I spent this past weekend getting familiar with Finale, and I have to say, it’s one of the most antagonistic user experiences I’ve ever encountered. I often felt it went out of its way to prevent me from accomplishing anything. I got curious about how Finale managed to earn its clout as the premier software for music notation. How can so many users settle for such hostile interface?
I did a search for "finale sibelius" to see what kind of discussion I’d find. One thing Finale seems to get credit for is minute control over all aspects of a score, and folks who use it value that thoroughness over any need for an intuitive interface. I also get the impression that Finale users just settle for what they have because it gets the job done.
This post, however, details the shortcomings I discovered in Finale on my first try. The author also compares Finale with Sibelius and found Sibelius easier to work with.
I installed a Sibelius demo over the weekend, and I have to say I liked what I saw. The documentation that came with the demo version was too basic for the kind of work I wanted to test, so I’m not getting a great sense of how it would work for me. But the things I could do were far more easier in Sibelius than Finale.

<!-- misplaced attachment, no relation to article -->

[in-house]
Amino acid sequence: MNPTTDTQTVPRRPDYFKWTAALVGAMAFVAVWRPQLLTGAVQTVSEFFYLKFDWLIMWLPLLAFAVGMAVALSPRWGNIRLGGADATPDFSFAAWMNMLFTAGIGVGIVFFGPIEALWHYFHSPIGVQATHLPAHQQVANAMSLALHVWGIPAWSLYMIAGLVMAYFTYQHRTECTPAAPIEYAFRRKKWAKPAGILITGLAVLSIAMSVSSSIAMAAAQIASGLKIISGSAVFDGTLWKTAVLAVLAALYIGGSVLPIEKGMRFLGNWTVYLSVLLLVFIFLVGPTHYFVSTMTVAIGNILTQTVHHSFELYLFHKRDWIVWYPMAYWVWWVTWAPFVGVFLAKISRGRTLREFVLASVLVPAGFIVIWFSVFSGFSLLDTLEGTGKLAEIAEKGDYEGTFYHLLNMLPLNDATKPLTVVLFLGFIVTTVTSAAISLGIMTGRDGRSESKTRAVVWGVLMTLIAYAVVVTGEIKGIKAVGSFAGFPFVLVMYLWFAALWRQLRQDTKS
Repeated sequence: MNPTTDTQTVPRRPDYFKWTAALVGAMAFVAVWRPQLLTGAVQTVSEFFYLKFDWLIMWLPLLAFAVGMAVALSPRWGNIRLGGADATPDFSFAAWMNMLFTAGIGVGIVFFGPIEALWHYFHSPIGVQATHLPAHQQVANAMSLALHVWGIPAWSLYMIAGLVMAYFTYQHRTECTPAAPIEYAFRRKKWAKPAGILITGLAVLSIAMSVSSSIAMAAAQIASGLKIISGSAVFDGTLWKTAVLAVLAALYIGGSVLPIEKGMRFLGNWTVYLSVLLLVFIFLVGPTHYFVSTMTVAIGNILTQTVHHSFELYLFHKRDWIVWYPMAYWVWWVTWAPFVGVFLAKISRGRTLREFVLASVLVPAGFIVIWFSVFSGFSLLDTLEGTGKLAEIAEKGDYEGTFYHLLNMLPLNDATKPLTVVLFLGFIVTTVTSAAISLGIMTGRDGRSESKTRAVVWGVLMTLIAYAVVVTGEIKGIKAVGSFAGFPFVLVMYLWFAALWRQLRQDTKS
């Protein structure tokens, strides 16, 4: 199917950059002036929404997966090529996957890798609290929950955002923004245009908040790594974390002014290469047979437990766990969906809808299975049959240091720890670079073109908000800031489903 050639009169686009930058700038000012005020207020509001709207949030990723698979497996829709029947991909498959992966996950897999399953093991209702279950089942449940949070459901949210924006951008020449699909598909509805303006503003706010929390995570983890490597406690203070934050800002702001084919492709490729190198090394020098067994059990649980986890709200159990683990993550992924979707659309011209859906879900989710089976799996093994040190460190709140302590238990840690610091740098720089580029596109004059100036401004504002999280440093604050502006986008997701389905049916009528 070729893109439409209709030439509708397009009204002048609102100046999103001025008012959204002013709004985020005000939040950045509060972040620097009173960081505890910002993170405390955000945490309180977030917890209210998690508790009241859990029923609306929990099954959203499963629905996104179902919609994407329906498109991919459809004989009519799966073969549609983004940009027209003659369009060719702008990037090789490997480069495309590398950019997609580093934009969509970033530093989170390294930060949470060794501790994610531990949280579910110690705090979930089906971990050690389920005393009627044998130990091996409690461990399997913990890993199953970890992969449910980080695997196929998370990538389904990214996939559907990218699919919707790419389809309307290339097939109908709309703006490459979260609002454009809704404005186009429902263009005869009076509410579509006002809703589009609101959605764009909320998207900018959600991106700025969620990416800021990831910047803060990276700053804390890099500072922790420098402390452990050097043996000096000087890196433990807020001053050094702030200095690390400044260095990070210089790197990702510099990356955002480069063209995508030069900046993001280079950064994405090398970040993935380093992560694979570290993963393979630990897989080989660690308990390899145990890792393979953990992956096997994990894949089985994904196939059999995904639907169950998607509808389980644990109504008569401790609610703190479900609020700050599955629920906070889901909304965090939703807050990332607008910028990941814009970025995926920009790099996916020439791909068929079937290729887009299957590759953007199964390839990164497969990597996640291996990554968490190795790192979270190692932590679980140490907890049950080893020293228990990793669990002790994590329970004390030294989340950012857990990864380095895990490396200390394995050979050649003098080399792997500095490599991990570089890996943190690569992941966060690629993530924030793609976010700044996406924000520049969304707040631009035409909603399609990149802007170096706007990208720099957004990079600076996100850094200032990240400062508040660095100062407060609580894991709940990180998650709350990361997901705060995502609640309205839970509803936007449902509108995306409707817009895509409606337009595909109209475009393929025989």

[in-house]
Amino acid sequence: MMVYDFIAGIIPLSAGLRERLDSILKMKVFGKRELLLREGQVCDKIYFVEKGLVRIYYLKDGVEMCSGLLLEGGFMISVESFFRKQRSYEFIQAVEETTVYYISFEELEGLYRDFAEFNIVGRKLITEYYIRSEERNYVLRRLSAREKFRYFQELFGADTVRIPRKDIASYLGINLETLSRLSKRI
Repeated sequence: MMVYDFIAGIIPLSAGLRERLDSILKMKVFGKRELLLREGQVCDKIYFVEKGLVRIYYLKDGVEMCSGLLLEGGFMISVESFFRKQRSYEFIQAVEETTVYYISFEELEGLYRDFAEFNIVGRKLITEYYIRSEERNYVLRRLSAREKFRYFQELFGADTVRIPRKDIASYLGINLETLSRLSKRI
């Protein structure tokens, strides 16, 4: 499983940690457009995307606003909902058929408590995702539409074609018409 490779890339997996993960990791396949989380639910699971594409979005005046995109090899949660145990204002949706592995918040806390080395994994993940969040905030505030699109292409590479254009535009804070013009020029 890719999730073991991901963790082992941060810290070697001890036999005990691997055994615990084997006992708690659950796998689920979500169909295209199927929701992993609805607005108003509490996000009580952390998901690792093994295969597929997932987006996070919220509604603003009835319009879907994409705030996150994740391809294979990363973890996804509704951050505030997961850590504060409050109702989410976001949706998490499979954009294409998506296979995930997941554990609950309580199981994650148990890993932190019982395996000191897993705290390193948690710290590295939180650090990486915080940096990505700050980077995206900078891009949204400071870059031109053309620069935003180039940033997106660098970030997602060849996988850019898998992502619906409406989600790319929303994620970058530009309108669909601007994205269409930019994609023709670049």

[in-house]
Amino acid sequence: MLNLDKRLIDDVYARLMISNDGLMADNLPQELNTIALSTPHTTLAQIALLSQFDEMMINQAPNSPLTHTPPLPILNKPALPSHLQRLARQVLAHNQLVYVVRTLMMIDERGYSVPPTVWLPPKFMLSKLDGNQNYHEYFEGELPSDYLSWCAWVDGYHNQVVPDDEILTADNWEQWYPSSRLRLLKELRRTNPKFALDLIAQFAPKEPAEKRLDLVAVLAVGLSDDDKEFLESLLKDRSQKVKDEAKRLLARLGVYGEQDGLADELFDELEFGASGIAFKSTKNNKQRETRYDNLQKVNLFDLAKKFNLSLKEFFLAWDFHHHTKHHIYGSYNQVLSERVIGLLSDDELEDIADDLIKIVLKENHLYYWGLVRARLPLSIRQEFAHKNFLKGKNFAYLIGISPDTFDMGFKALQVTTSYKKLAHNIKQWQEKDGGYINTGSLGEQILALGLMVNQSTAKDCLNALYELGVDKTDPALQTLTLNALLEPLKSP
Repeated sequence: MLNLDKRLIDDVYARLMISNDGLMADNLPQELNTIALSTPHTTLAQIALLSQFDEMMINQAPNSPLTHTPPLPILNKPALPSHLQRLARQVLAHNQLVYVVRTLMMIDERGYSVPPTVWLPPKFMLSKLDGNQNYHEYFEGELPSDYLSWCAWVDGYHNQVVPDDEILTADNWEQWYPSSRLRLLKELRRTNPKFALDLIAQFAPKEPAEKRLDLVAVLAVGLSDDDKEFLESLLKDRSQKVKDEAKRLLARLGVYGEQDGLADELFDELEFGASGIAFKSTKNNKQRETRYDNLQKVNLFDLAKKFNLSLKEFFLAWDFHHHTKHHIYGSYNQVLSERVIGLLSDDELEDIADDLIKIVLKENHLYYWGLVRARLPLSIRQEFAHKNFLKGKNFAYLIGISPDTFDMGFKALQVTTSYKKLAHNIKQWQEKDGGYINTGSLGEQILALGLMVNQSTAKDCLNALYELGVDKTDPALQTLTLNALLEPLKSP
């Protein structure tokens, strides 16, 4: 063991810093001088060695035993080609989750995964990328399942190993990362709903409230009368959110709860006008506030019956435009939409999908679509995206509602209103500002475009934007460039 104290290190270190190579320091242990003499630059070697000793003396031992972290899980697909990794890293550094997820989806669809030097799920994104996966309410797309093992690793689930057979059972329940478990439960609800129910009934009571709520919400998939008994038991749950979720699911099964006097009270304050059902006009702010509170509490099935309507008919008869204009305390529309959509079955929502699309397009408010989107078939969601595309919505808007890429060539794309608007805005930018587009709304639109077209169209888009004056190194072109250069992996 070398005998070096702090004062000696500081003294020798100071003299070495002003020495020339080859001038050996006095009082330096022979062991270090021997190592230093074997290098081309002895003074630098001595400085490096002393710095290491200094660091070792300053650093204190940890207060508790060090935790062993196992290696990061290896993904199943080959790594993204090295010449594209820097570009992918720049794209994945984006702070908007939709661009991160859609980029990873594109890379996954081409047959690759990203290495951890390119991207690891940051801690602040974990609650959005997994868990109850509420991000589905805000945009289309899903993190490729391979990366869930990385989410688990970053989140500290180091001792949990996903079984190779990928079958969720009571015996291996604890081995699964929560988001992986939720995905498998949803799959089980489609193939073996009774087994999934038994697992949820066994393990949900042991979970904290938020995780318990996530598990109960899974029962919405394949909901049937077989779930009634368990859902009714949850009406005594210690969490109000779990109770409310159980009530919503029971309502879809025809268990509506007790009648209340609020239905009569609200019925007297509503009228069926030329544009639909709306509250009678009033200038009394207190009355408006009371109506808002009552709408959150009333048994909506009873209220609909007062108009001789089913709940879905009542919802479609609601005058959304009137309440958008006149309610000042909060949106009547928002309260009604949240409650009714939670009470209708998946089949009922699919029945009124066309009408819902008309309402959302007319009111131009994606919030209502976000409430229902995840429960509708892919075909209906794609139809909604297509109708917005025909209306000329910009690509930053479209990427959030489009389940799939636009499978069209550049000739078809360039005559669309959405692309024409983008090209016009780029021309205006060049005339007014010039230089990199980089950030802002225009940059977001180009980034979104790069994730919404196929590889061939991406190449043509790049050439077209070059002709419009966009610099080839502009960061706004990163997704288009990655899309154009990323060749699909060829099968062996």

However much I felt covetous for Sibelius’ shiny interface, a few things give me pause. The sound with the splash screen is just tacky. Using a JAVA applet to deliver documentation is overkill. And the terms of the competitive cross upgrade seem pretty extreme. Finale doesn’t ship a printed user manual, so I’m not sure what pages I would submit as proof of ownership. I’m also not comfortable sending my installation discs if I’m not going to get them back.
For the time being, Finale can get the job done, so I’m in no rush to drop the cash for Sibelius. Still, I don’t think I’ve ever run into a situation where I dread having to work in a particular application. Every time I launch Finale, I wonder what new ways it’s going to fuck with me. A relationship with software shouldn’t have to be combative.